The loco shed at Demange-aux-Eaux. The Marne is to the right while the branch to the left serves the port of Houdelaincourt, 3 km away;

Inside the shed is ONN E2010. While some locomotives in ONN ownership remained so but were operated by CGTVN, in other cases nobody bothered to repaint them with the new logo;

On the other side of the bridge, the technical port of Demange-aux-Eaux;

An older electric chain boat at Demange-aux-Eaux, the one in use was waiting for customers further east near the Mauvages tunnel entrance;

The western exit of the Mauvages tunnel. The electric chain boats get their electric power from the catenary that can be seen to emerge from the tunnel;

Applevage loco plinthed next to the road bridge crossing the canal at Mauvages (PK 91,495).

Applevage loco plinthed in the port at Void (PK 103,940). The rail track was in fact on the other side of the canal.

The Eastern entrance of the Foug tunnel. To the left is the old loco shed, with one track still emerging from inside. Until recently an Applevage loco was plinthed next to lock No. 14 here, but it has recently been sold to the municipality of Villey-St-Etienne (see below).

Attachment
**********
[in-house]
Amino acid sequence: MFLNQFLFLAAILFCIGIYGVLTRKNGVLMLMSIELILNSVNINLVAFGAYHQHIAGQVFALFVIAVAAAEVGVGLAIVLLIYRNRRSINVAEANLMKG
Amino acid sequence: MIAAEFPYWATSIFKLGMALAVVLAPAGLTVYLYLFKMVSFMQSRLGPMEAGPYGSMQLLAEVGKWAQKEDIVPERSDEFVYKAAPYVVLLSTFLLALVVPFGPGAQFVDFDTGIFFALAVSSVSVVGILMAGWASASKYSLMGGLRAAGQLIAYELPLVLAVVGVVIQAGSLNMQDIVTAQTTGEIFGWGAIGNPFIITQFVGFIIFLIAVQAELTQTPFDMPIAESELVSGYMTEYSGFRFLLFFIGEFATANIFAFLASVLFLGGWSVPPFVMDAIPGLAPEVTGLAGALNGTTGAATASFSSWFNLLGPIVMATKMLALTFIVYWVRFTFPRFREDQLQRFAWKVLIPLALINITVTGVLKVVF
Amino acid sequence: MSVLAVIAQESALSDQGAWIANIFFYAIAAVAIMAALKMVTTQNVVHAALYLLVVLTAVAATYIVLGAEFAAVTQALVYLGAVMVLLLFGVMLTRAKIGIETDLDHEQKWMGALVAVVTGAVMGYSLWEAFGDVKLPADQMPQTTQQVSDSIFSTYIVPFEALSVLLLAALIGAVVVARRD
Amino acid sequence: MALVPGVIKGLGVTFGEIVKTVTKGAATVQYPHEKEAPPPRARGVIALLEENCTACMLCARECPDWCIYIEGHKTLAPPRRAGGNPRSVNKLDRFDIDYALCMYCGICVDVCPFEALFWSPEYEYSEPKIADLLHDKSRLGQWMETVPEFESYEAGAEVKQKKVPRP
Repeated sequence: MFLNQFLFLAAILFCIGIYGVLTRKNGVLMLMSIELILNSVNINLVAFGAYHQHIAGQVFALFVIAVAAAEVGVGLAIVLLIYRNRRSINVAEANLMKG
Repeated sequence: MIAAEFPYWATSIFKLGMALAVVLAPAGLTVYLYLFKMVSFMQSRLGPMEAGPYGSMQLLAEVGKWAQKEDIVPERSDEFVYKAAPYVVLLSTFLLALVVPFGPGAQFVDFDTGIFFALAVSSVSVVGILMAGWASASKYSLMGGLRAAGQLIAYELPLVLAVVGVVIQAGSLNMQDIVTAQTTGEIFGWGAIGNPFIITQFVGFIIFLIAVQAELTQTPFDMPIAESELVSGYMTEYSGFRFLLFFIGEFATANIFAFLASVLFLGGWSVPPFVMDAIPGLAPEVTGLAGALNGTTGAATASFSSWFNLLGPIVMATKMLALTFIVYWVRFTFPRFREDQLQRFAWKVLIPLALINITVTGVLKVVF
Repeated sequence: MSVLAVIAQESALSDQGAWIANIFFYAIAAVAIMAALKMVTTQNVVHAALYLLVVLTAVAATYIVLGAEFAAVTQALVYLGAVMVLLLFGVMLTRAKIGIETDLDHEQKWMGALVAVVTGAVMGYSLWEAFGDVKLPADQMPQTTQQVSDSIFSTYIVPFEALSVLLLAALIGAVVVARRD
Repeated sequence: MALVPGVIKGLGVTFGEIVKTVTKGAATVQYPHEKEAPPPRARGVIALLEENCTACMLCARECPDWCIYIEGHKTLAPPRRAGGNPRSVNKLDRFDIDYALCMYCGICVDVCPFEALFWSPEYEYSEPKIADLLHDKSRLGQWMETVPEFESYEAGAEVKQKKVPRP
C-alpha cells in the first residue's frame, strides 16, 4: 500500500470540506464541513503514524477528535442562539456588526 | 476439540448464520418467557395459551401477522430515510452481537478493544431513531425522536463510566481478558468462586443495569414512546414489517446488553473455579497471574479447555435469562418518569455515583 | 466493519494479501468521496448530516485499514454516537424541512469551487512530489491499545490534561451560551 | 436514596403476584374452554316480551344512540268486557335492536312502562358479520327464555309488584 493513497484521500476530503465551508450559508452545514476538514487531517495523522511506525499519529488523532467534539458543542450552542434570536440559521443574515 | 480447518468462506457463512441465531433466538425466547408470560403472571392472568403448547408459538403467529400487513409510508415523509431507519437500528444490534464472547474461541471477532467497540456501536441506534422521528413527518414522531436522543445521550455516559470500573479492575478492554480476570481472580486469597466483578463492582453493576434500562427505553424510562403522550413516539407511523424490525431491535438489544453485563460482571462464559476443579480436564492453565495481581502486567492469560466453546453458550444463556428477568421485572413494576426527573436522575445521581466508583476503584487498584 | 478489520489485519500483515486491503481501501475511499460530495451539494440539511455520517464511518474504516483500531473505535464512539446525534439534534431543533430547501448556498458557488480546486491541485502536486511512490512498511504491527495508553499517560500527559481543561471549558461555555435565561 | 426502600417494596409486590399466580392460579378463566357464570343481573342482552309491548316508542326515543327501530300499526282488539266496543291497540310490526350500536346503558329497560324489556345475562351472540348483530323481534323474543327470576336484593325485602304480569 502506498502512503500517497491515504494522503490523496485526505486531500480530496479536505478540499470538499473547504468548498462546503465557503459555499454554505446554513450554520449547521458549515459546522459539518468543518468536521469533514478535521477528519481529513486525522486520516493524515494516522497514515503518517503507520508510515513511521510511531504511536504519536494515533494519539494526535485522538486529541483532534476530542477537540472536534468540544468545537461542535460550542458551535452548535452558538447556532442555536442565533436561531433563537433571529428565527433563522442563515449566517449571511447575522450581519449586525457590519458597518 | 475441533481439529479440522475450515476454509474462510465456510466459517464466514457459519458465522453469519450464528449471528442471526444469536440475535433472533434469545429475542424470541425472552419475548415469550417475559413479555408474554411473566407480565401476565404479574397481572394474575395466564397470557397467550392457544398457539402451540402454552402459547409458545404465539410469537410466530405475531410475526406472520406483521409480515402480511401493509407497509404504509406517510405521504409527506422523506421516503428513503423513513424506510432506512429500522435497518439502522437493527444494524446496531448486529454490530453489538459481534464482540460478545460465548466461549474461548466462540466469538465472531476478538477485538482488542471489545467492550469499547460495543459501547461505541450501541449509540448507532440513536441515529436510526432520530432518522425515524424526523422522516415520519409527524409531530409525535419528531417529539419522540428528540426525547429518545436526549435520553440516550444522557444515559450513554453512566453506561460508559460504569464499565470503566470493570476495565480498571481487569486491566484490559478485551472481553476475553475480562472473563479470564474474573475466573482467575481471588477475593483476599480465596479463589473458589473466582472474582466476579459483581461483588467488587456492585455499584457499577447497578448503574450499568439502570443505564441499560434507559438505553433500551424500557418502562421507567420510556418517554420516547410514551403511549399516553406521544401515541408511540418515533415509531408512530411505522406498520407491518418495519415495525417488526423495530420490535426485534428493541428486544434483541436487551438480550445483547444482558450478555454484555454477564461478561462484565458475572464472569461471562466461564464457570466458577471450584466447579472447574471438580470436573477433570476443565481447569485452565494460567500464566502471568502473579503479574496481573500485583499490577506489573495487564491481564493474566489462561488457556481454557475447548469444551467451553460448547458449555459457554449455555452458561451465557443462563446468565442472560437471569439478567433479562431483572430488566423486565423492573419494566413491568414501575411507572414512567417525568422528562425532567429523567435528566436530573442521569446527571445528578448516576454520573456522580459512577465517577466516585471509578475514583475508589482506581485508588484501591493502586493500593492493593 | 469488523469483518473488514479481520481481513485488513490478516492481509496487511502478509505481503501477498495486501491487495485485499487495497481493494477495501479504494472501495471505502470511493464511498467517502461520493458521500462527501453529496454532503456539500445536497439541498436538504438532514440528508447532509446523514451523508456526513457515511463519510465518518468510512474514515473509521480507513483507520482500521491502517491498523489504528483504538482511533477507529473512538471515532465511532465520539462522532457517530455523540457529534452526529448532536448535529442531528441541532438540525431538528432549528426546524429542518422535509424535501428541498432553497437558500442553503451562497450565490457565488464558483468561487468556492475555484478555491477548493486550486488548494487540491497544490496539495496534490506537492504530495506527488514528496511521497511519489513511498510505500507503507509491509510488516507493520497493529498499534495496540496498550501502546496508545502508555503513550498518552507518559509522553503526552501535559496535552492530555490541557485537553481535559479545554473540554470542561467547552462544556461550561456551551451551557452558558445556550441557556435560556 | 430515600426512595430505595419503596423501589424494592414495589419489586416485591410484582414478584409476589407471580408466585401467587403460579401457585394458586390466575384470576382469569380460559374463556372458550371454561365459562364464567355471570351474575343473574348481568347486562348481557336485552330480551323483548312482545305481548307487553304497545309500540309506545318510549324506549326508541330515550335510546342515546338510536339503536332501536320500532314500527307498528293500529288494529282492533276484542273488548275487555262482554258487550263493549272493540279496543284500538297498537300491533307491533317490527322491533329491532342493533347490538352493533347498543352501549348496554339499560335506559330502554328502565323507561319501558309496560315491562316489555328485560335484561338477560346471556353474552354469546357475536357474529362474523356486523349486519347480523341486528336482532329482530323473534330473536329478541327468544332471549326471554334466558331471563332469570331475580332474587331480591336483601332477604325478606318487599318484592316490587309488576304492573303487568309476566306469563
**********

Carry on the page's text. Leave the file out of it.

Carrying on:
C1135 (Jeumont type J30 1930, 7 kW.) and E2001 (Applevage) are both plinthed in the port of Toul. The first one is the only non-Applevage CGTVN loco preserved in the area. Both have had one side of their cab roofs chopped for operation through the Foug tunnel. Another Applevage loco is plinthed a short distance away at the junction of the southern branch of the Canal de l’Est, a canal where rail tractors were never used.

E1607 plinthed in the parking of the Toul penitentiary. It also has a chopped roof.

Applevage loco at Est Métal Sa, a scrap dealer (who had loads of Paris Metros and RERs in his yard) in the industrial area northeast of Toul. It has a chopped roof and is thought to be E2009, which was formerly abandoned next to the canal at Mauvages.

Applevage loco next to the canalized Moselle at Villey-Saint-Etienne, 10 km northeast of Toul. It was recently moved here from Foug. Here the CMR joins the canalized Moselle for a while before branching off east.

E741 is plinthed in the backyard of the Musée de l’Automobile in the Parc de loisirs de la forêt de Haye in Velaine-en-Hayne (west of Nancy). It also has a chopped roof.

Sources:


Rob Dickinson